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Friday, February 24th
10:00 AM

An RNA Vaccine Protects against Crimean-Congo Hemorrhagic Fever Virus Infection in Mice

Shanna S. Leventhal, University of Montana and NIAID
Kimberly Meade-White, NIAID
Deepashri Rao, NIAID
Elaine Haddock, NIAID
Jesse Erasmus, HDT Bio and University of Washington Medicine
David W. Hawman, NIAID

UC 331

10:00 AM - 10:15 AM

Crimean-Congo Hemorrhagic Fever Virus (CCHFV) is commonly transmitted by ticks and has a wide geographic distribution, being endemic throughout southern and eastern Europe, the Middle East, Asia, and Africa. Due to climate change, this range is even expanding northward. CCHFV causes a hemorrhagic disease characterized by initial non-specific illness (fever, muscle pains, nausea) followed by severe internal and external bleeding with a case fatality rate of 5-60%. As there is no licensed therapeutics or vaccines, there is great need for highly effective countermeasures. Recently, we have developed a self-replicating RNA-based vaccine which expresses two of the viral proteins: the CCHFV nucleoprotein (repNP) and glycoprotein precursor (repGPC) and is highly protective against a lethal viral challenge in mice.

We found that vaccination with this vaccine prevented disease and conferred 100% survival against a lethal CCHFV infection in mice. This vaccine significantly stimulated both antibody-producing B-cells and T-cells which kill infected cells. Our repNP vaccination primarily stimulated B-cells to produce anti-NP antibodies while repGPC primarily stimulated the T-cells. To confirm whether B-cells or T-cells are most responsible for protection, we vaccinated mice lacking B- or T-cells. While mice lacking T-cells survived, B-cell deficient mice only had ~40% survival indicating that the B-cells and antibodies are essential to confer protection. Currently, this vaccine is undergoing further preclinical testing in preparation for human clinical trials while ongoing studies are continuing to investigate how these antibodies protect against CCHFV so that we may improve additional and much needed CCHFV therapeutics.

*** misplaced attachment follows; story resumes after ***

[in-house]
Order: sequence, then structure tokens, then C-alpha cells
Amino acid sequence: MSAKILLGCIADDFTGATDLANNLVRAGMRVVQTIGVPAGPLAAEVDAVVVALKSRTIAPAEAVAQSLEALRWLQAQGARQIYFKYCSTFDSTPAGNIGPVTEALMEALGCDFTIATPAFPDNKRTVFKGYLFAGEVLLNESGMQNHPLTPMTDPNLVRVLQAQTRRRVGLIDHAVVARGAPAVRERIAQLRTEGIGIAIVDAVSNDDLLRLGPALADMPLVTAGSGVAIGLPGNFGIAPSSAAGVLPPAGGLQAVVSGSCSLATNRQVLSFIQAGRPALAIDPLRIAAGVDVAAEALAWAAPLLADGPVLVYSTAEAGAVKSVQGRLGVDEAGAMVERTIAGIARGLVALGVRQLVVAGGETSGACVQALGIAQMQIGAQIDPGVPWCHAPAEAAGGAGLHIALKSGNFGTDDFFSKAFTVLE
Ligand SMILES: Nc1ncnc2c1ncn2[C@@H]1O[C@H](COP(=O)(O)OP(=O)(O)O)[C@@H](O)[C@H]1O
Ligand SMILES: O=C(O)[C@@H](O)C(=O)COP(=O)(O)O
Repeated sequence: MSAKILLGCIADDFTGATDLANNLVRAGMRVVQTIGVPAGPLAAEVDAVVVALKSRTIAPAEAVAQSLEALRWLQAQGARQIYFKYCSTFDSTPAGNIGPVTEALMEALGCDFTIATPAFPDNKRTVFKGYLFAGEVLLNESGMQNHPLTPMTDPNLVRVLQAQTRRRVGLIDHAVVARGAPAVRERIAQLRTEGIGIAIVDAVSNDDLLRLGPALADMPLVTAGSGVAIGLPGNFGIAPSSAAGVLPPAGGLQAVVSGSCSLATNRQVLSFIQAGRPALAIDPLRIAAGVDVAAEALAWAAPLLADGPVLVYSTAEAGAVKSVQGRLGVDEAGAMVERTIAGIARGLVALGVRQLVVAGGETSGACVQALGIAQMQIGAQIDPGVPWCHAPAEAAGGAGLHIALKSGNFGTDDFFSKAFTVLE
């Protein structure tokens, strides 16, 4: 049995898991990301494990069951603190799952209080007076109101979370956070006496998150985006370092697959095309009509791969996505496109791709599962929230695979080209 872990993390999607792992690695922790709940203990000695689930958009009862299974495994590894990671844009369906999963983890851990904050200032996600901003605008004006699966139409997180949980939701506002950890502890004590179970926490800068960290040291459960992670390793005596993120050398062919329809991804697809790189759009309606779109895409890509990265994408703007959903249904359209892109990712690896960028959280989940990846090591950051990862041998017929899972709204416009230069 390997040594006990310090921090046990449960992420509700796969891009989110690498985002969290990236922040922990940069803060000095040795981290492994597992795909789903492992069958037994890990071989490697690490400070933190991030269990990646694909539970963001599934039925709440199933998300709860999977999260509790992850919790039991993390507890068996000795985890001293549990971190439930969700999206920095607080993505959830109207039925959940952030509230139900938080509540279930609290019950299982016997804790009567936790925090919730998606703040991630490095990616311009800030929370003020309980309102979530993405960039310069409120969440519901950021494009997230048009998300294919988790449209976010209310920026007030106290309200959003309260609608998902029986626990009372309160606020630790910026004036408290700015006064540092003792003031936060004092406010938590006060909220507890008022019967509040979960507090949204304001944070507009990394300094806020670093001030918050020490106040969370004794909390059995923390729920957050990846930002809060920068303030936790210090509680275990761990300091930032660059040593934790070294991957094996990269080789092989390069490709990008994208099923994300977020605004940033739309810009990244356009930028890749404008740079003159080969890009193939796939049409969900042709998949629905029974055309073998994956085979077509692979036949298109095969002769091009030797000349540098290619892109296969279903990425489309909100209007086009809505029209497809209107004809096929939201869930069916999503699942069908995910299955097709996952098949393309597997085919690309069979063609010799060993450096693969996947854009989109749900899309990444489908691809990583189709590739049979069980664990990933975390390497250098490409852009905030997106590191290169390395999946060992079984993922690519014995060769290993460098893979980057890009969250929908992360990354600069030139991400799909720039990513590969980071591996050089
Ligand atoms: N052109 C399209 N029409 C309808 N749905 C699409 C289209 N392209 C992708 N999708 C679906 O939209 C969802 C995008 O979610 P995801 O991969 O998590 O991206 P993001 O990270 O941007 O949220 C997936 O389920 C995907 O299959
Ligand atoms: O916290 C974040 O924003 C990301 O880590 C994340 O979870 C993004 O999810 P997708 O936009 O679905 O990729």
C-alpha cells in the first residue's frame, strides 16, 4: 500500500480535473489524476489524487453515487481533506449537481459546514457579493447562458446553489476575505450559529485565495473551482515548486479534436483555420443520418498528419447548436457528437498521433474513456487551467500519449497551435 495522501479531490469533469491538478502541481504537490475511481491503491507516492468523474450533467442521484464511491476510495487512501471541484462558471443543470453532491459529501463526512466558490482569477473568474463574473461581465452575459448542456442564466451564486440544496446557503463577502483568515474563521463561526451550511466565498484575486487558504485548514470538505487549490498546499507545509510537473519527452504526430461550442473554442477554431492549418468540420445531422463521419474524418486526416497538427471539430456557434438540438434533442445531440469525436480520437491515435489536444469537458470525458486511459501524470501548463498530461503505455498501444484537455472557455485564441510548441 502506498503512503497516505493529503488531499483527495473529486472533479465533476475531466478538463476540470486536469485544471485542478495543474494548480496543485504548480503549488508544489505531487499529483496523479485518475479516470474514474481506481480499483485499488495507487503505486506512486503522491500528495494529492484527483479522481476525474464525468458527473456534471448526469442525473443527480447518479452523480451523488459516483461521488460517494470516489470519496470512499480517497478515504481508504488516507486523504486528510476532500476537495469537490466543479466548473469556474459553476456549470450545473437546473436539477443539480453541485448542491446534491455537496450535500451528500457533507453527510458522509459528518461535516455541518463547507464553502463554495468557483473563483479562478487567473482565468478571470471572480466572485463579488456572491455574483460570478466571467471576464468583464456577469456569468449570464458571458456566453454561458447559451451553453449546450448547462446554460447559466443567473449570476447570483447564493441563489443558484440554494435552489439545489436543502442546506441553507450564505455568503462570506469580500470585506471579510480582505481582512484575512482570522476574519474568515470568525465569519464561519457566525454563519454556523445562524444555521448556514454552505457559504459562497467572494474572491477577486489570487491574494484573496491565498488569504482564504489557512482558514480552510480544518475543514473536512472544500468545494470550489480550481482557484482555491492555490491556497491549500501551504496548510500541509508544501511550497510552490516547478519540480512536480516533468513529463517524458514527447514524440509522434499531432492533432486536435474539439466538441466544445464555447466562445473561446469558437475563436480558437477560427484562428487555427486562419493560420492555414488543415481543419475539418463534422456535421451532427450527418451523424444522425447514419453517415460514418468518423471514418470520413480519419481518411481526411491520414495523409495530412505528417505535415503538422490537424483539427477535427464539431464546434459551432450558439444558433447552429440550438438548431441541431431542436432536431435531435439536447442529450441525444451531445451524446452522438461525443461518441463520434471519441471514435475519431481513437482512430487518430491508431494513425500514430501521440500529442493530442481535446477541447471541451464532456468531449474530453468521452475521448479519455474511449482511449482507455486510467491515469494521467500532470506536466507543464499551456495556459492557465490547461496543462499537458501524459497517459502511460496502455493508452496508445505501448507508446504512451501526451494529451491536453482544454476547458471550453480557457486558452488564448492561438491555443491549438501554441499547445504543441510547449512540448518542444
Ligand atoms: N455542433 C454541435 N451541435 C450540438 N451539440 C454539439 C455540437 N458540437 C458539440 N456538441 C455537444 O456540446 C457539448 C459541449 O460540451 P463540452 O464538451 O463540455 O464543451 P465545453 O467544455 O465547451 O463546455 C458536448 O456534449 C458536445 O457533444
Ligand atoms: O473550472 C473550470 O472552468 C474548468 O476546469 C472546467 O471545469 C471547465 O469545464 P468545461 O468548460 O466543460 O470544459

This research was funded by the Intramural Research Program, NIAID, NIH.

10:20 AM

A Disease-Causing Mutation in the Human GABA Transporter SLC6A1

Alessandra Jester
Gregory Leary
Lauren Cornelison
Leonid Kalachev, The University of Montana
Richard J. Bridges, University of Montana, Missoula
Michael Kavanaugh, University of Montana - Missoula

UC 331

10:20 AM - 10:35 AM

GABA (gamma-aminobutyrate) is the primary inhibitory neurotransmitter in mammalian brain. Mutations in the major GABA transporter gene SLC6A1 are associated with pediatric neurological disorders including autism and epilepsy. Understanding the molecular and electrophysiological changes associated with these mutations is crucial for developing patient therapies. In this study we characterized the effects of a spontaneous mutation (S295L) discovered in a heterozygous child experiencing severe neurological symptoms. Expression of the mutant transporter in Xenopus oocytes indicated a complete loss-of-function mutation. Using CRISPR-transgenic SLC6A1 mice, we characterized GABA homeostasis, seizure activity, and synaptic transmission in wild-type, heterozygous, and homozygous animals by measuring radioactive GABA uptake in brain and by patch-clamping cortical neurons. Neither the amplitude nor frequency of miniature GABA-mediated postsynaptic currents (mIPSCs) were changed in the S295L mutants. However, tonic GABAA and GABAB receptor signaling were modestly increased, reflecting an S295L allele-dependent increase in ambient extracellular GABA. Because SLC6A1 is believed to be the primary GABA transporter in brain, the relatively modest effect of its loss on ambient [GABA] was surprising. The potential compensating effect of SLC6A11, another brain GABA transporter, was examined in the mutant mice. The SLC6A11 blocker SNAP5114 did not affect [3H]GABA uptake in wild-type brain, while a significant SNAP5114-sensitive component of GABA uptake was revealed in brains from mutant mice, suggesting that an increase in SLC6A11 transport partially compensates for the loss of SLC6A1. Surprisingly, a similar effect of SNAP5114 was also revealed in wild-type mouse brain when it was applied in combination with SKF89976, an SLC6A1-selective blocker. Using MATLAB, a model incorporating transporter kinetics and GABA diffusion was constructed that can account for this non-linear interaction. We are currently pursuing pre-clinical studies with the SLC6A1-S295L transgenic mice to test the therapeutic efficacy of increasing GABA transport using novel pharmacological activators or gene replacement with viral vectors.